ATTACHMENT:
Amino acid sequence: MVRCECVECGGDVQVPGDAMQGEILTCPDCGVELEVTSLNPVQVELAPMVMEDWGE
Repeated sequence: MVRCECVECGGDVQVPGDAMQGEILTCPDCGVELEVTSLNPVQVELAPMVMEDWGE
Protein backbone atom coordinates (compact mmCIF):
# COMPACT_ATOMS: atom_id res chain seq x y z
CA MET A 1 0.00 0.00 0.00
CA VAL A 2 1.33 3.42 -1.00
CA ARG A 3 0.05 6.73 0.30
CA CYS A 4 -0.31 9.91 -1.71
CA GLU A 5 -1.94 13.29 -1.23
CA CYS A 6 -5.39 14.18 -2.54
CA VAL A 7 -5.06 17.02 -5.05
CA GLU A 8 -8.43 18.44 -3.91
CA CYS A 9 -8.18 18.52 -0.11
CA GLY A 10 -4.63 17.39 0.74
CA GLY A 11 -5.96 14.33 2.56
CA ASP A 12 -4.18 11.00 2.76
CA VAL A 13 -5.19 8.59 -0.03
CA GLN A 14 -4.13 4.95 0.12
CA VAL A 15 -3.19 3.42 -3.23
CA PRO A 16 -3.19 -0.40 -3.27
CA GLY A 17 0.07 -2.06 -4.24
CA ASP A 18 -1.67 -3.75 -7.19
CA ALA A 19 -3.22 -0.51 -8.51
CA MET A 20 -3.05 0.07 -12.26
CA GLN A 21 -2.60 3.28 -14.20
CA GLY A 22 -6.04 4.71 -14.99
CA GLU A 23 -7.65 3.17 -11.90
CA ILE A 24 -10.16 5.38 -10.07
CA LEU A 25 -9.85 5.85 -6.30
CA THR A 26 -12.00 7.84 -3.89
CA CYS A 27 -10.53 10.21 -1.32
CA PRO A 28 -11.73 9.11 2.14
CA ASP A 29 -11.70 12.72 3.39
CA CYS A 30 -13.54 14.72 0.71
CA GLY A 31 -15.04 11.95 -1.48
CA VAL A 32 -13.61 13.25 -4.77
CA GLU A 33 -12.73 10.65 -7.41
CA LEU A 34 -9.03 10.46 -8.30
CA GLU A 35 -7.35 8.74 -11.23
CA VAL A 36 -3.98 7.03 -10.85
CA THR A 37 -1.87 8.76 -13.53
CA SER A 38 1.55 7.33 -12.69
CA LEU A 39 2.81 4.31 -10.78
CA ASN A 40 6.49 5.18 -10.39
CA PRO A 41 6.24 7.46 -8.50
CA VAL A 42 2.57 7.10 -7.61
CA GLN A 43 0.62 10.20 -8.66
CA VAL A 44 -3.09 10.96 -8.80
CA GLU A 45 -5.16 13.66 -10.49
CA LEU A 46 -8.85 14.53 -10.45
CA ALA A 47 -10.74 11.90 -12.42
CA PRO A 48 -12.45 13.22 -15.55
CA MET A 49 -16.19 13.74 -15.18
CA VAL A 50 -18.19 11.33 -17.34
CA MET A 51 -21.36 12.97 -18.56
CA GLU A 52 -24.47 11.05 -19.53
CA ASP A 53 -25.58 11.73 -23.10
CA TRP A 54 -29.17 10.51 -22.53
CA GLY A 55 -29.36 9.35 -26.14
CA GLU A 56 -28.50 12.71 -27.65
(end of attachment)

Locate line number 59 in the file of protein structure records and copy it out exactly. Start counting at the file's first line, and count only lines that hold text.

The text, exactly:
CA GLY A 55 -29.36 9.35 -26.14